Novel develops robust wartime female characters, despite some missteps

RED BERRIES, WHITE CLOUDS, BLUE SKY

RED BERRIES, WHITE CLOUDS, BLUE SKY

Editor’s Note: A version of the review was originally printed on www.densho.org/blog.

RED BERRIES, WHITE CLOUDS, BLUE SKY

By Sandra Dallas, (Ann Arbor, Mich.: Sleeping Bear Press, 2014, 216 pp., $15.95 hardcover, $9.99 paperback, $9.99 PDF, $27.95 hosted ebook)

Sandra Dallas’ “Red Berries, White Clouds, Blue Sky” — published in 2014 by Sleeping Bear Press — is intended for 8- to 11-year-old readers and features a 12-year-old Nisei protagonist named Tomi Itano, who is incarcerated at the fictional Tallgrass camp in Colorado during World War II.

The story begins prior to the war, when we meet Tomi, her implausibly Americanized Issei parents Sam and Sumiko, and her brothers, 16-year-old Roy and 7-year-old Hiro. The family lives on a strawberry farm in Southern California, renting the land from a friendly white family, the Lawrences, whose daughter Martha is Tomi’s best friend. The coming of the war brings upheaval: Sam is arrested and imprisoned, and the rest of family is forcibly removed, first to Santa Anita, then to Tallgrass, which was based on the Amache camp in Colorado. Episodic chapters tell of the family’s adjustment to incarceration, their new friends and neighbors, and the unexpected problems that occur when an embittered Sam rejoins the family.

Though the story arc is simple and predictable, it is generally well told and is mostly true to the facts of the incarceration. As such it can serve as a good introduction to the topic for children of the appropriate age. Its strength is in its depiction of women and girls’ experiences in camp. We see how the incarceration — and the absence of her husband — empowers Sumiko, who is forced to take on a more assertive role and ends up teaching sewing and quilting at the camp. We also meet other women who band together to help each other make the best of the bad situation. Tomi herself proves to be a resourceful and optimistic young woman. However, her father’s return, along with the grind of continued incarceration, combine to temper her optimism, and her attitude darkens, before a concerned teacher intervenes.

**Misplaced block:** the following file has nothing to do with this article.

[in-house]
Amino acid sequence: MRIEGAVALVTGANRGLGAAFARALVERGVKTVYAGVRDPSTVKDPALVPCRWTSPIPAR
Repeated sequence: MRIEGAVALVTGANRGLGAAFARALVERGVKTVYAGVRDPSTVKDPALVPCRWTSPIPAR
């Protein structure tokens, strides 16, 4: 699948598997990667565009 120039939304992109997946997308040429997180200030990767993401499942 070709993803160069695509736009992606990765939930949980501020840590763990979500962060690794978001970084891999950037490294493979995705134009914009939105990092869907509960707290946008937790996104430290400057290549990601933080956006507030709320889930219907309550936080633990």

While the female characters are robust and multi-dimensional, the male characters are mostly underdone. Sam goes from super patriot to embittered dissident in the blink of an eye and ends up effectively as the villain of the story. This dissident-as-villain device — which, as in this case, often removes the need to portray any of the actual villains who put Japanese Americans in the concentration camps — is an all too common element of much of the existing incarceration literature and may be a deal breaker for some readers. Roy is also a bit of a cipher, as we learn little about him beyond his love of music and get little background about his decision to enlist in the army.

As with nearly all fictional accounts of the incarceration, there are various instances of errors/implausibilities/dramatic license, though most are minor in this case. Sam’s arrest — seemingly just for having the sorts of Japanese items in the house that just about any Issei would have — is implausible and his later incarceration in a California camp couldn’t have happened, as there were no Justice Department-administered detention camps in the West Coast restricted area. Two of the families living near the Itanos are from San Francisco, which would have made them very unlikely to have been in Amache. The floors in the barracks are described as being made of wood, whereas Amache was the only War Relocation Authority concentration camp with brick floors. Two soldiers from Tallgrass who had been wounded and discharged march in an 1944 Fourth of July parade in the camp, which is unlikely given that the earliest volunteers from the camps didn’t see battle until May of 1944.

Dallas is a long-time resident of Colorado and has written about many aspects of the history of American West in her 13 novels and two children’s books. She has written that she learned much about the history of the West from novels she read as a child, including the multicultural adventures by Florence Crannell Means, whose pioneering camp novel “The Moved-Outers” (1945) seems like an obvious inspiration.

Dallas had written a prior adult novel centered on the camp experience titled “Tallgrass” (2007), which told the story from the perspective of a white teenager and her family who lived in the small town neighboring the camp. In a nice touch, several characters from the earlier book make brief appearances in the current one.

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